All wars must teach lessons. If they do not do so, they were fought in vain and those who died in them did so for naught.
The Gulf War taught two clear lessons, if the powers have the wit to learn them.
The first is that it is madness for the thirty most industrially developed nations of the world, who dispose between them of ninety-five percent of high-tech weaponry and the means for its production, to sell these artifacts to the crazed, the aggressive, and the dangerous for short-term financial profit.
For a decade the regime of the Republic of Iraq was allowed to arm itself to a frightening level by a combination of political foolishness, bureaucratic blindness, and corporate greed. The eventual destruction, in part, of that war machine cost vastly more than its provision.
A recurrence could easily be prevented by the establishment of a central register of all exports to certainregimes, with draconian penalties for nondisclosure. Analysts able to examine the broad picture would soon see, by the type and quantity of materials ordered or delivered, whether weapons of mass destruction were in preparation.
The alternative will be a proliferation of high-tech weaponry that will make the years of the cold war seem like an age of peace and tranquillity.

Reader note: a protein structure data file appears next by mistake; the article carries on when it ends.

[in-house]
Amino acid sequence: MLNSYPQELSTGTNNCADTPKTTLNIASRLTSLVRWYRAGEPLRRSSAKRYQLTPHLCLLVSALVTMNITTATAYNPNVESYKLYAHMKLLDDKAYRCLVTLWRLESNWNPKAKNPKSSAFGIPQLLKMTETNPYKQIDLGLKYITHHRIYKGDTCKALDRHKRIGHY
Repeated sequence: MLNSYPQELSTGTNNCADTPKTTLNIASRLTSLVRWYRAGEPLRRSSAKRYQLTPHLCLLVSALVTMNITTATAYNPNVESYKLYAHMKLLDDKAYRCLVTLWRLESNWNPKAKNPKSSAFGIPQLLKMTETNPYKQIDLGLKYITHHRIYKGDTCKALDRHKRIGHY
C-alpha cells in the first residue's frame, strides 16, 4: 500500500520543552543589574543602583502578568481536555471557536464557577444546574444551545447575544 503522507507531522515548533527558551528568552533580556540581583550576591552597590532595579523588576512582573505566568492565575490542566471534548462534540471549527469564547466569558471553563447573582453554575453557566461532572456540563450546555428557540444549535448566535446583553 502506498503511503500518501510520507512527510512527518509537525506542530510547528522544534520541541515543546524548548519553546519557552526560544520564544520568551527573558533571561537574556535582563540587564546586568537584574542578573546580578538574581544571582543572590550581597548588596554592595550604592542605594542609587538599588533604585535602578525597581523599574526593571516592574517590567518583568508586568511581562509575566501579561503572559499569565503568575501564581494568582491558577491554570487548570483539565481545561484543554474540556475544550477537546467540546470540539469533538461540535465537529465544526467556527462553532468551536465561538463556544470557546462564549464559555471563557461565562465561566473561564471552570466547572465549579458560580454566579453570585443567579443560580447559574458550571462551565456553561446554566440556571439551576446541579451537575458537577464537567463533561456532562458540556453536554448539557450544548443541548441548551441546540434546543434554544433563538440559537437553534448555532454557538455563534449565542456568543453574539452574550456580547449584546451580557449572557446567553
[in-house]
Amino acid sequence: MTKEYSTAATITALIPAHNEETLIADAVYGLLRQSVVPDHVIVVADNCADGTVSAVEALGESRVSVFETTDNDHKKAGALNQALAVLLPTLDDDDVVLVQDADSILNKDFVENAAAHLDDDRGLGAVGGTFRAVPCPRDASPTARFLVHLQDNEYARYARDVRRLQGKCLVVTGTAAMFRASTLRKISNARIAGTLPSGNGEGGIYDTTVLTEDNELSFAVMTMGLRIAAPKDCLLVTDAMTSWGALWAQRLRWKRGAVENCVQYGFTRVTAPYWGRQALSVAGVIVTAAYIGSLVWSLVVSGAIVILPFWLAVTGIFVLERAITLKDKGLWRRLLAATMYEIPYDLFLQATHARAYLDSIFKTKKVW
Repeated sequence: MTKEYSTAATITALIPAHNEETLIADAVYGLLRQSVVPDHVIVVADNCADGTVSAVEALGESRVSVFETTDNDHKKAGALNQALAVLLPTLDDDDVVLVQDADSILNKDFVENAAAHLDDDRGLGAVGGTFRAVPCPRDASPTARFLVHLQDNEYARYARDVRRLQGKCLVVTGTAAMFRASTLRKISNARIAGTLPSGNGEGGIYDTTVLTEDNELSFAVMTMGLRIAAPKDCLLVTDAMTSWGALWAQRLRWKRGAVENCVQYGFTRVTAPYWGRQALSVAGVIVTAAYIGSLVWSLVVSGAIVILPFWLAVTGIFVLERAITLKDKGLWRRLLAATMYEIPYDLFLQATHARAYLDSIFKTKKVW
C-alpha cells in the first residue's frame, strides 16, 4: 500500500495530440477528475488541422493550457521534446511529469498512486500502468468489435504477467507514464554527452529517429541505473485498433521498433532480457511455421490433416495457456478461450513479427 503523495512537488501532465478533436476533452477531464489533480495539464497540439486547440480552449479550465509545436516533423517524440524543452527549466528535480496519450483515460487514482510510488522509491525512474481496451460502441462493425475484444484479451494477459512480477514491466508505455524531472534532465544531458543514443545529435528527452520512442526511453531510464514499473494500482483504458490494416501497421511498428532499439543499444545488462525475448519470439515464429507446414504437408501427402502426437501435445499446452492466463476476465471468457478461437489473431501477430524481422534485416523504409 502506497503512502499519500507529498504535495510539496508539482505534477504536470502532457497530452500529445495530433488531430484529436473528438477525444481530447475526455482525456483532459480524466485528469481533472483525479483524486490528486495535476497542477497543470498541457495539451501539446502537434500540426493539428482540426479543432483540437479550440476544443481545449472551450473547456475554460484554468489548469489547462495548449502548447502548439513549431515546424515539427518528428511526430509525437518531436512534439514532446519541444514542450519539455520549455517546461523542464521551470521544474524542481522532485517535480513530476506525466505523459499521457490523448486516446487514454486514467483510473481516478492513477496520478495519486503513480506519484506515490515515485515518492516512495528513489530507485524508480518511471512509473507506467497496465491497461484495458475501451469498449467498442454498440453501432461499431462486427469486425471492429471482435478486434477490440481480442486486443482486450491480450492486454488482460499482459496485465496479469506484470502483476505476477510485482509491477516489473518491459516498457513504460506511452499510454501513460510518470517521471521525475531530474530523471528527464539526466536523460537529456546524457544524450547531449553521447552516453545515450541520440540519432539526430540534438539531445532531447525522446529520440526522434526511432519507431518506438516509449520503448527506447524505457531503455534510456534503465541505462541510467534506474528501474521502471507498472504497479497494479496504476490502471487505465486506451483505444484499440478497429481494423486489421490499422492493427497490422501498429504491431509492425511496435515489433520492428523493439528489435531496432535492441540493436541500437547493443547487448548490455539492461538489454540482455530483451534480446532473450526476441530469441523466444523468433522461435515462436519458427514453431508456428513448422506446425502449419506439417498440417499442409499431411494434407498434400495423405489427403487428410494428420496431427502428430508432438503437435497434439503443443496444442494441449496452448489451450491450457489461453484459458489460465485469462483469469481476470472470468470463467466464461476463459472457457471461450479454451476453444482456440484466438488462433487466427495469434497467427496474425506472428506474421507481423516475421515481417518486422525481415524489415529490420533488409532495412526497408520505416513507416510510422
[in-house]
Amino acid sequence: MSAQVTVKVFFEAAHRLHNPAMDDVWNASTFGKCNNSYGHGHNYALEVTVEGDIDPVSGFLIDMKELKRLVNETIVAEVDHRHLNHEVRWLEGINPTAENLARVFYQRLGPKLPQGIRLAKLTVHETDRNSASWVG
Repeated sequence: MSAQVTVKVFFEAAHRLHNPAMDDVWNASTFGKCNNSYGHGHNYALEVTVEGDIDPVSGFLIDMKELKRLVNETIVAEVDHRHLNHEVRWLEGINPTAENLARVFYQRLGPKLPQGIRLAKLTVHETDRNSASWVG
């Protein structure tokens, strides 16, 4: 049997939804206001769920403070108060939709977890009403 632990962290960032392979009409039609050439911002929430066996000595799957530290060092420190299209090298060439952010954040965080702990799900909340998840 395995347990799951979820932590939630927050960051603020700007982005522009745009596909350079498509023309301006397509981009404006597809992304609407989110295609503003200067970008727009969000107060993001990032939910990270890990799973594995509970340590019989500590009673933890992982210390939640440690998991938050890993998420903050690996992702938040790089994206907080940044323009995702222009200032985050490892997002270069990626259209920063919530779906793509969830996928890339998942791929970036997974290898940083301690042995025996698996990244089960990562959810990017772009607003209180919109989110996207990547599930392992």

The second lesson concerns the gathering of information. At the end of the cold war, many hoped this could safely be curbed. The reality shows the opposite.
During the 1970s and 1980s technical advances in the gathering of electronic and signals intelligence were so impressive that governments of the Free World were led to believe, as the scientists produced their expensive miracles, that machines alone could do the job. The role of “humint,” the gathering of information by people, was downgraded.
In the Gulf War the full panoply of Western technical wizardry was brought to bear and, partly because of its impressive cost, presumed to be virtually infallible.
It was not. With a combination of skill, ingenuity, guile, and hard work, large parts of Iraq’s arsenal and the means of its production had been hidden or so disguised that the machines could not see them.
The pilots flew with great courage and skill, but often they too were deceived by the cunning of those who had devised the replicas and the camouflage.
The fact that germ warfare, poison gas, or the nuclear possibility was never employed was, like the outcome of the Battle of Waterloo, “a damn close-run thing.”
What became plain by the end was that for certain tasks in certain places, there is still no substitute for the oldest information-gathering device on earth: the human eyeball, Mark One.